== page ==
David Miranda loses detention legal battle
- 19 February 2014
- From the section UK
The nine-hour detention at Heathrow Airport of an ex-Guardian journalist's partner has been ruled lawful.
David Miranda lives with reporter Glenn Greenwald who has written articles about state surveillance based on leaked documents.
At the High Court, Mr Miranda claimed his detention under anti-terrorism laws was unlawful and breached human rights.
But judges said it was a "proportionate measure in the circumstances" and in the interests of national security.
In his judgement, Lord Justice Laws, sitting with Mr Justice Ouseley and Mr Justice Openshaw, said: "Its objective was not only legitimate, but very pressing."
Mr Miranda's lawyers said he had applied for permission to appeal against the decision.
The 28-year-old Brazilian was in transit from Germany to Brazil when he was stopped at the airport, detained, questioned and searched by police.
He was carrying computer files for Mr Greenwald at the time and had items, including his laptop, mobile phone, memory cards and DVDs, taken from him.
Mr Greenwald has written a series of stories about spying in the US and UK after receiving material from US whistleblower Edward Snowden, who has been given temporary asylum in Russia.
Steven Kovats QC, representing the UK home secretary, previously told the High Court that the secret material seized from Mr Miranda could have ended up in the hands of al-Qaeda.
But Mr Miranda's lawyers argued the detention at Heathrow was illegal because it was carried out under the wrong law: Schedule 7 of the Terrorism Act 2000.
They said that in reality he was detained on the say-so of the security services so they could seize journalistic material.
Mr Miranda was carrying 58,000 highly classified Government Communications Headquarters (GCHQ) files, the judge said.
He added that Oliver Robbins, the UK's deputy national security adviser at the Cabinet Office, had stated that "release or compromise of such data would be likely to cause very great damage to security interests and possible loss of life".
In his ruling, Lord Justice Laws said: "The claimant was not a journalist; the stolen GCHQ intelligence material he was carrying was not 'journalistic material', or if it was, only in the weakest sense.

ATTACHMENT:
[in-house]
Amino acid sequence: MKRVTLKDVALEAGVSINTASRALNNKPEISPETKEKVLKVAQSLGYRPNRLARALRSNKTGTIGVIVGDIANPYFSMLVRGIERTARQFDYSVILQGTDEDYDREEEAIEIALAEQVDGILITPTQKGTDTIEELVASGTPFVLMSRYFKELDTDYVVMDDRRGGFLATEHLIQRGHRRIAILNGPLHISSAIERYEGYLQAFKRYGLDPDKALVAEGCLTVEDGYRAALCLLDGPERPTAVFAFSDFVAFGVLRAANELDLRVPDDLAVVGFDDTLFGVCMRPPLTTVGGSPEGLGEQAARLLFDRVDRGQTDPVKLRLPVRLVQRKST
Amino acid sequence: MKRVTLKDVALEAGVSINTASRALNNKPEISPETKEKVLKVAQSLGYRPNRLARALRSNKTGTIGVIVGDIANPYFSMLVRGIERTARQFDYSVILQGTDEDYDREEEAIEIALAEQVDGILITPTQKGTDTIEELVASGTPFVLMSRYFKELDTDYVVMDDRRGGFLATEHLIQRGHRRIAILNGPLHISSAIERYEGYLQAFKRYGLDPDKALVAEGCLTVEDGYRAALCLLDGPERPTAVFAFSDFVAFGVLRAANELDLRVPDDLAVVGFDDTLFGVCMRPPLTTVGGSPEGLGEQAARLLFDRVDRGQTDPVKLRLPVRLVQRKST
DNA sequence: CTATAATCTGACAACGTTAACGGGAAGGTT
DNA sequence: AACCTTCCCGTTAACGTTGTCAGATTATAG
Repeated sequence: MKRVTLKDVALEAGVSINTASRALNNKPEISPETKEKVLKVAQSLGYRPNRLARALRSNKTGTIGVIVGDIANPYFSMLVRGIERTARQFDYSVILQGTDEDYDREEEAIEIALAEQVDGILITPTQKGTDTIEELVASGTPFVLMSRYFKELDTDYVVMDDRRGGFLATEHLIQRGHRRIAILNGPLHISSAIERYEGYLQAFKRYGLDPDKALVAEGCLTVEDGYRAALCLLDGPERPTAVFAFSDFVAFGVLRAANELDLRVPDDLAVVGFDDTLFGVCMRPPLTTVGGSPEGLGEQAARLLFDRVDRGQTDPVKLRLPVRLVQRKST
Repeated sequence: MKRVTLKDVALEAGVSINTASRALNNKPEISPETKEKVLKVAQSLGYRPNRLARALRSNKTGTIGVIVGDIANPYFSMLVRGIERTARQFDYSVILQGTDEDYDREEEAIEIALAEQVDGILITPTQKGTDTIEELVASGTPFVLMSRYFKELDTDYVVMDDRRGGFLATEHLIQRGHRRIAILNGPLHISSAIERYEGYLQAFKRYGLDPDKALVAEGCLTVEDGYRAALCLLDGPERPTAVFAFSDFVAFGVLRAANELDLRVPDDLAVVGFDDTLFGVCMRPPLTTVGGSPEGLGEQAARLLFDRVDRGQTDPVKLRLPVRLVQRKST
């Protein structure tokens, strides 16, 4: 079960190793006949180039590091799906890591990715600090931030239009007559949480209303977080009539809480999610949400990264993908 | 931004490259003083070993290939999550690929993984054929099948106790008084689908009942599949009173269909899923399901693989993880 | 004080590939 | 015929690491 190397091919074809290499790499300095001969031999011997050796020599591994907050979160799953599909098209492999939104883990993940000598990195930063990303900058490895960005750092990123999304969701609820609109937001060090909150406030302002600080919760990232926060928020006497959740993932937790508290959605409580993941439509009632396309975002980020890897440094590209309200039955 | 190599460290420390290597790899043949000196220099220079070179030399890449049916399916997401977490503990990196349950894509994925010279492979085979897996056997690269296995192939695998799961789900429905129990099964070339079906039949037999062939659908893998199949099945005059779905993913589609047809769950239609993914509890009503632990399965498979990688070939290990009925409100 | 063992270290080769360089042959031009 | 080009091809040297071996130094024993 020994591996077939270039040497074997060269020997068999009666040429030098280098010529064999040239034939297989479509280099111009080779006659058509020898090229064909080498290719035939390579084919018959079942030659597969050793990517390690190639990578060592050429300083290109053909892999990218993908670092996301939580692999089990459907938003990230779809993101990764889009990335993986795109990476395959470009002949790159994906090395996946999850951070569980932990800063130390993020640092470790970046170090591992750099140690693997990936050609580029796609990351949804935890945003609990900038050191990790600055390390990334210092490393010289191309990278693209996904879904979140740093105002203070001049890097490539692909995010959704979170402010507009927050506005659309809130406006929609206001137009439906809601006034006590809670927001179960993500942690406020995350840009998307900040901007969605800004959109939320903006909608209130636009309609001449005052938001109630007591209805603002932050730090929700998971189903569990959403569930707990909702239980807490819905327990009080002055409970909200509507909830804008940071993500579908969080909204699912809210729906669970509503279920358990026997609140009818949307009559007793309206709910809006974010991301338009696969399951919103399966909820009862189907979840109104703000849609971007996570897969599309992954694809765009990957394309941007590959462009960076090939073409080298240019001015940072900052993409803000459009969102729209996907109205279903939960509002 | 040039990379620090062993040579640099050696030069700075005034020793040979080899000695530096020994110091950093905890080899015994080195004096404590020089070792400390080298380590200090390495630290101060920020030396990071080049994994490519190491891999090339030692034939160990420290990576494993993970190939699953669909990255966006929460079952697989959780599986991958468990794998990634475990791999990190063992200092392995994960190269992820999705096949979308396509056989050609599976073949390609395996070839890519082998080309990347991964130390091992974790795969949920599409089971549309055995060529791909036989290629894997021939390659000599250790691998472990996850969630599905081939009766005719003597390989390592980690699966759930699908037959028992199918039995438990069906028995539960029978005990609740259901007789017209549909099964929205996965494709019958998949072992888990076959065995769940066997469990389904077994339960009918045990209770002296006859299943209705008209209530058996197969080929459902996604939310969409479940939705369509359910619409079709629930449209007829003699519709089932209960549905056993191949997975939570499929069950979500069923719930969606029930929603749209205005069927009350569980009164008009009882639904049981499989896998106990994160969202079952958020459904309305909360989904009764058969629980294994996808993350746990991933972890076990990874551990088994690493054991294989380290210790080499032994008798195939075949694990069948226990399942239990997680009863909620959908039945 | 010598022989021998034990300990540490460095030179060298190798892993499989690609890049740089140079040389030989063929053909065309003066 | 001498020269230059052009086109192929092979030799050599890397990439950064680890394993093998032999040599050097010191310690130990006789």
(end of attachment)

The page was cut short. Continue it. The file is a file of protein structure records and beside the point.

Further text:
"But he was acting in support of Mr Greenwald's activities as a journalist. I accept that the Schedule 7 stop constituted an indirect interference with press freedom, though no such interference was asserted by the claimant at the time.
"In my judgement, however, it is shown by compelling evidence to have been justified."
Lord Justice Laws added that he had to balance press freedom against national security, and concluded: "On the facts of this case, the balance is plainly in favour of the latter."
Following the judgement, Mr Miranda said the ruling would hurt the UK more than him.
He said he did not know at the time what material he was carrying, but he knew it was for journalists.
"So if your government thinks that material for journalists is terrorism material now, I mean, there's no press freedom for your country," he said.
"We're going to appeal, we're going to appeal even though the courts say we cannot appeal we're going to try to appeal."
The High Court has refused Mr Miranda permission to take the case to the Court of Appeal but he can petition the court directly and ask them to hear the case.
Home Secretary Theresa May said the judgement "overwhelmingly supports the wholly proportionate action taken by the police in this case to protect national security".
"If the police believe any individual is in possession of highly-sensitive stolen information that would aid terrorism, then they should act. We are pleased that the court agrees," she said.
She added that the work of police and intelligence agencies was "made much harder as a result of intelligence leaks".
Metropolitan Police Deputy Assistant Commissioner Helen Ball described the ruling as "very important"
She told the BBC: "There was information that David Miranda was carrying stolen, highly classified documents that had been stolen by Edward Snowden.
"We were very concerned that if those documents reached the public domain people's safety would be put at risk."
'Abuse of power'
However, Mr Greenwald again criticised the UK government, adding that he would not be deterred "by this kind of thuggish behaviour".
He said: "I wouldn't want to be a journalist inside of the UK given how notorious that country is, especially now, for its contempt towards press freedom.
"But the rest of the world, I think, looks at this decision and views the UK government with a lot lower esteem. But it's not going to have any effect on anyone's journalism outside the UK and certainly not ours."
Mr Greenwald said he had been very careful with the material and kept it secure.
"There's no evidence that any of this information has ever helped terrorists in any way," he said.
Civil liberties and freedom of expression groups condemned the High Court decision.
Rosie Brighouse, legal officer at campaign group Liberty, said: "If such a barefaced abuse of power is lawful then the law must change.
"Miranda's treatment showed Schedule 7 for what it is - a chillingly over-broad power, routinely misused."